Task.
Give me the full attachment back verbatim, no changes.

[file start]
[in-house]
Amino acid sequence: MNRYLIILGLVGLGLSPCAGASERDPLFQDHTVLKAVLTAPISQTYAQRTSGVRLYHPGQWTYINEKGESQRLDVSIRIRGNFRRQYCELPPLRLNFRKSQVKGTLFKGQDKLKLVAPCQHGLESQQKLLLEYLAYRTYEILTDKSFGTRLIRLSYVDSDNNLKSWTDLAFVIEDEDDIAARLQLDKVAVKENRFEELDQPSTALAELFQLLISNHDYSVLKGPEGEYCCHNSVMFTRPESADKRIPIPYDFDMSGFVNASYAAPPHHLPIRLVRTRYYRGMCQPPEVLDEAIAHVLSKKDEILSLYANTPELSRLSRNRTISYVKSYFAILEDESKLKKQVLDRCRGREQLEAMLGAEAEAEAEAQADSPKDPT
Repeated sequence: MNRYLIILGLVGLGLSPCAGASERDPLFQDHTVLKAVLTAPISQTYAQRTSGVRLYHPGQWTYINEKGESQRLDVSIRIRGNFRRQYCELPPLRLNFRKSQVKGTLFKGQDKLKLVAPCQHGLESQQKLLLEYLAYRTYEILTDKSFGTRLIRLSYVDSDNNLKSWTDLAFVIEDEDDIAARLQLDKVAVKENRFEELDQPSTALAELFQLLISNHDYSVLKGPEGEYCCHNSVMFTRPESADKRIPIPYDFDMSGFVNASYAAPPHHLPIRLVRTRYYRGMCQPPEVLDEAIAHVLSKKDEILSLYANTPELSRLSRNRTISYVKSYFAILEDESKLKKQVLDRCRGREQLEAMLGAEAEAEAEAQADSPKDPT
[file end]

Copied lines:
[in-house]
Amino acid sequence: MNRYLIILGLVGLGLSPCAGASERDPLFQDHTVLKAVLTAPISQTYAQRTSGVRLYHPGQWTYINEKGESQRLDVSIRIRGNFRRQYCELPPLRLNFRKSQVKGTLFKGQDKLKLVAPCQHGLESQQKLLLEYLAYRTYEILTDKSFGTRLIRLSYVDSDNNLKSWTDLAFVIEDEDDIAARLQLDKVAVKENRFEELDQPSTALAELFQLLISNHDYSVLKGPEGEYCCHNSVMFTRPESADKRIPIPYDFDMSGFVNASYAAPPHHLPIRLVRTRYYRGMCQPPEVLDEAIAHVLSKKDEILSLYANTPELSRLSRNRTISYVKSYFAILEDESKLKKQVLDRCRGREQLEAMLGAEAEAEAEAQADSPKDPT
Repeated sequence: MNRYLIILGLVGLGLSPCAGASERDPLFQDHTVLKAVLTAPISQTYAQRTSGVRLYHPGQWTYINEKGESQRLDVSIRIRGNFRRQYCELPPLRLNFRKSQVKGTLFKGQDKLKLVAPCQHGLESQQKLLLEYLAYRTYEILTDKSFGTRLIRLSYVDSDNNLKSWTDLAFVIEDEDDIAARLQLDKVAVKENRFEELDQPSTALAELFQLLISNHDYSVLKGPEGEYCCHNSVMFTRPESADKRIPIPYDFDMSGFVNASYAAPPHHLPIRLVRTRYYRGMCQPPEVLDEAIAHVLSKKDEILSLYANTPELSRLSRNRTISYVKSYFAILEDESKLKKQVLDRCRGREQLEAMLGAEAEAEAEAQADSPKDPT